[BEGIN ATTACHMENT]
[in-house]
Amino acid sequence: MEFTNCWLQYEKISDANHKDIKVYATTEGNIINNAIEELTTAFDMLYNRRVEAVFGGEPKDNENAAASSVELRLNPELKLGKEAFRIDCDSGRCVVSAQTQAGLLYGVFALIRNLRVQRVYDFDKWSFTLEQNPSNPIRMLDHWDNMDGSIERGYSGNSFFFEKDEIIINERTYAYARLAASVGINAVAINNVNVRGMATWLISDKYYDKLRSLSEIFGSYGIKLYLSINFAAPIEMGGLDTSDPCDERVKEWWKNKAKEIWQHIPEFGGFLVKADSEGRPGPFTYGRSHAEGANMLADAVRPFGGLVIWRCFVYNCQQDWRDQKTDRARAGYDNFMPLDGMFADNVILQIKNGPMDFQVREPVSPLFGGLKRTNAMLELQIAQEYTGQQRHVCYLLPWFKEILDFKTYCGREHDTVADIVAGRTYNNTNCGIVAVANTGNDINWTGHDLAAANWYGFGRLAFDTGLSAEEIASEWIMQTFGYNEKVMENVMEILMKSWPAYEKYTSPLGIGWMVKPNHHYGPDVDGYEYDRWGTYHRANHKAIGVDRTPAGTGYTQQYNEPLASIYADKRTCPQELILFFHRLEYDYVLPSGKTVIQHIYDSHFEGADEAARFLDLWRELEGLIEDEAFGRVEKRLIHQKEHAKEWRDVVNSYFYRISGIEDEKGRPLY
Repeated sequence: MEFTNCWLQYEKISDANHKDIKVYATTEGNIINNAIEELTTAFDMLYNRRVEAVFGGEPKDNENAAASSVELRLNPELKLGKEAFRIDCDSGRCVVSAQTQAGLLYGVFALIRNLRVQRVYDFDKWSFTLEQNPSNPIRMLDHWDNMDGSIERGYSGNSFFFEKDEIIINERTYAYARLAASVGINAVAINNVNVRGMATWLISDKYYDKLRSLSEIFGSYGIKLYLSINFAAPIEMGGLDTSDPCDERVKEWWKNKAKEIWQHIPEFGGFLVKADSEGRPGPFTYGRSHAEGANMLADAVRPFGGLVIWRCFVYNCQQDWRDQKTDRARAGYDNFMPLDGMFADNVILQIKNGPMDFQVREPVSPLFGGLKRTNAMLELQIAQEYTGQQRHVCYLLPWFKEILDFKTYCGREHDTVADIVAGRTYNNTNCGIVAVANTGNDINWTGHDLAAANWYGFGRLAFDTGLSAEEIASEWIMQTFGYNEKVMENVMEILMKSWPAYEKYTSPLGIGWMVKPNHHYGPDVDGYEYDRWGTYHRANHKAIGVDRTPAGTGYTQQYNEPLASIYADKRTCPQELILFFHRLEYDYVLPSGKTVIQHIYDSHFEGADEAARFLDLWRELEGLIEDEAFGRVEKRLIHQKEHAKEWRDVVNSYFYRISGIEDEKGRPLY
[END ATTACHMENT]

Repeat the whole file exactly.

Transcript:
[in-house]
Amino acid sequence: MEFTNCWLQYEKISDANHKDIKVYATTEGNIINNAIEELTTAFDMLYNRRVEAVFGGEPKDNENAAASSVELRLNPELKLGKEAFRIDCDSGRCVVSAQTQAGLLYGVFALIRNLRVQRVYDFDKWSFTLEQNPSNPIRMLDHWDNMDGSIERGYSGNSFFFEKDEIIINERTYAYARLAASVGINAVAINNVNVRGMATWLISDKYYDKLRSLSEIFGSYGIKLYLSINFAAPIEMGGLDTSDPCDERVKEWWKNKAKEIWQHIPEFGGFLVKADSEGRPGPFTYGRSHAEGANMLADAVRPFGGLVIWRCFVYNCQQDWRDQKTDRARAGYDNFMPLDGMFADNVILQIKNGPMDFQVREPVSPLFGGLKRTNAMLELQIAQEYTGQQRHVCYLLPWFKEILDFKTYCGREHDTVADIVAGRTYNNTNCGIVAVANTGNDINWTGHDLAAANWYGFGRLAFDTGLSAEEIASEWIMQTFGYNEKVMENVMEILMKSWPAYEKYTSPLGIGWMVKPNHHYGPDVDGYEYDRWGTYHRANHKAIGVDRTPAGTGYTQQYNEPLASIYADKRTCPQELILFFHRLEYDYVLPSGKTVIQHIYDSHFEGADEAARFLDLWRELEGLIEDEAFGRVEKRLIHQKEHAKEWRDVVNSYFYRISGIEDEKGRPLY
Repeated sequence: MEFTNCWLQYEKISDANHKDIKVYATTEGNIINNAIEELTTAFDMLYNRRVEAVFGGEPKDNENAAASSVELRLNPELKLGKEAFRIDCDSGRCVVSAQTQAGLLYGVFALIRNLRVQRVYDFDKWSFTLEQNPSNPIRMLDHWDNMDGSIERGYSGNSFFFEKDEIIINERTYAYARLAASVGINAVAINNVNVRGMATWLISDKYYDKLRSLSEIFGSYGIKLYLSINFAAPIEMGGLDTSDPCDERVKEWWKNKAKEIWQHIPEFGGFLVKADSEGRPGPFTYGRSHAEGANMLADAVRPFGGLVIWRCFVYNCQQDWRDQKTDRARAGYDNFMPLDGMFADNVILQIKNGPMDFQVREPVSPLFGGLKRTNAMLELQIAQEYTGQQRHVCYLLPWFKEILDFKTYCGREHDTVADIVAGRTYNNTNCGIVAVANTGNDINWTGHDLAAANWYGFGRLAFDTGLSAEEIASEWIMQTFGYNEKVMENVMEILMKSWPAYEKYTSPLGIGWMVKPNHHYGPDVDGYEYDRWGTYHRANHKAIGVDRTPAGTGYTQQYNEPLASIYADKRTCPQELILFFHRLEYDYVLPSGKTVIQHIYDSHFEGADEAARFLDLWRELEGLIEDEAFGRVEKRLIHQKEHAKEWRDVVNSYFYRISGIEDEKGRPLY